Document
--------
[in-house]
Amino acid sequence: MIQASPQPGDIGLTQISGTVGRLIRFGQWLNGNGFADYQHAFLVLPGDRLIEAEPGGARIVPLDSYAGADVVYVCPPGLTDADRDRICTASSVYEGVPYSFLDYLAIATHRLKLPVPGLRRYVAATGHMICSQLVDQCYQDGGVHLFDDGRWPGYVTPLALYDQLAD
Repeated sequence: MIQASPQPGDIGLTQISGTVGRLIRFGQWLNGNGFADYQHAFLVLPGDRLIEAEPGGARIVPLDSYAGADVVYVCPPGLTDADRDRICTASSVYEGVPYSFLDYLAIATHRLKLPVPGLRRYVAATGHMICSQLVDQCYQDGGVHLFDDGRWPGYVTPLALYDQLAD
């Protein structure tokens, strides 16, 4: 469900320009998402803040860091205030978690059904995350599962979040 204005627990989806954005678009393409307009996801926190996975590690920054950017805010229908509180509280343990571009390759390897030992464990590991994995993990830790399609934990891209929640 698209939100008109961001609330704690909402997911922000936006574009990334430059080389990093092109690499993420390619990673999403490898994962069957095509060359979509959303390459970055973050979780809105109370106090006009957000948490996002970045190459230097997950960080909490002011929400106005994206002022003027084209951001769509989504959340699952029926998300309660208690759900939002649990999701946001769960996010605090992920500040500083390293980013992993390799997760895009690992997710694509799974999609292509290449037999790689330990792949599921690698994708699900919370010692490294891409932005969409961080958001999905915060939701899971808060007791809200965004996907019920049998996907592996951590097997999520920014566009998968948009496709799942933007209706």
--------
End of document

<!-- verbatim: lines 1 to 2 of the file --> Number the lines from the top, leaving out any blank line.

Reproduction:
[in-house]
Amino acid sequence: MIQASPQPGDIGLTQISGTVGRLIRFGQWLNGNGFADYQHAFLVLPGDRLIEAEPGGARIVPLDSYAGADVVYVCPPGLTDADRDRICTASSVYEGVPYSFLDYLAIATHRLKLPVPGLRRYVAATGHMICSQLVDQCYQDGGVHLFDDGRWPGYVTPLALYDQLAD